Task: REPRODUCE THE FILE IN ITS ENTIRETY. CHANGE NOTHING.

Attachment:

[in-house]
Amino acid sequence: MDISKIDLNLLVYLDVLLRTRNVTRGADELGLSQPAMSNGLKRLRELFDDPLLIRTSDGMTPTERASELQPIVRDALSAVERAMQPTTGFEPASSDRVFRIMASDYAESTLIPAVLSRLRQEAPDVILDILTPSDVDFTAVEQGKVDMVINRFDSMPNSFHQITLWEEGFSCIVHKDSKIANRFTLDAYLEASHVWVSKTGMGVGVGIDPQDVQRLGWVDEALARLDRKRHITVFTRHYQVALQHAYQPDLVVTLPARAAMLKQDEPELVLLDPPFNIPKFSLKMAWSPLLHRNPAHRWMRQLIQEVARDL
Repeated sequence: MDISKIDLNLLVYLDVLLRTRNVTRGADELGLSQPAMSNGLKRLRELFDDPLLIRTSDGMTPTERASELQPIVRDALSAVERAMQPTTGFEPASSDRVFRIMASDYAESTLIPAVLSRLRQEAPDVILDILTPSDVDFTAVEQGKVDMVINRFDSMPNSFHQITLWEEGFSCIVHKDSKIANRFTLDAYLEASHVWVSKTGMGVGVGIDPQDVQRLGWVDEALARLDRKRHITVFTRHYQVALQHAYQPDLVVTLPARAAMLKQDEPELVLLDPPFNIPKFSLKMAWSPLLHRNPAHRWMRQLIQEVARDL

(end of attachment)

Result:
[in-house]
Amino acid sequence: MDISKIDLNLLVYLDVLLRTRNVTRGADELGLSQPAMSNGLKRLRELFDDPLLIRTSDGMTPTERASELQPIVRDALSAVERAMQPTTGFEPASSDRVFRIMASDYAESTLIPAVLSRLRQEAPDVILDILTPSDVDFTAVEQGKVDMVINRFDSMPNSFHQITLWEEGFSCIVHKDSKIANRFTLDAYLEASHVWVSKTGMGVGVGIDPQDVQRLGWVDEALARLDRKRHITVFTRHYQVALQHAYQPDLVVTLPARAAMLKQDEPELVLLDPPFNIPKFSLKMAWSPLLHRNPAHRWMRQLIQEVARDL
Repeated sequence: MDISKIDLNLLVYLDVLLRTRNVTRGADELGLSQPAMSNGLKRLRELFDDPLLIRTSDGMTPTERASELQPIVRDALSAVERAMQPTTGFEPASSDRVFRIMASDYAESTLIPAVLSRLRQEAPDVILDILTPSDVDFTAVEQGKVDMVINRFDSMPNSFHQITLWEEGFSCIVHKDSKIANRFTLDAYLEASHVWVSKTGMGVGVGIDPQDVQRLGWVDEALARLDRKRHITVFTRHYQVALQHAYQPDLVVTLPARAAMLKQDEPELVLLDPPFNIPKFSLKMAWSPLLHRNPAHRWMRQLIQEVARDL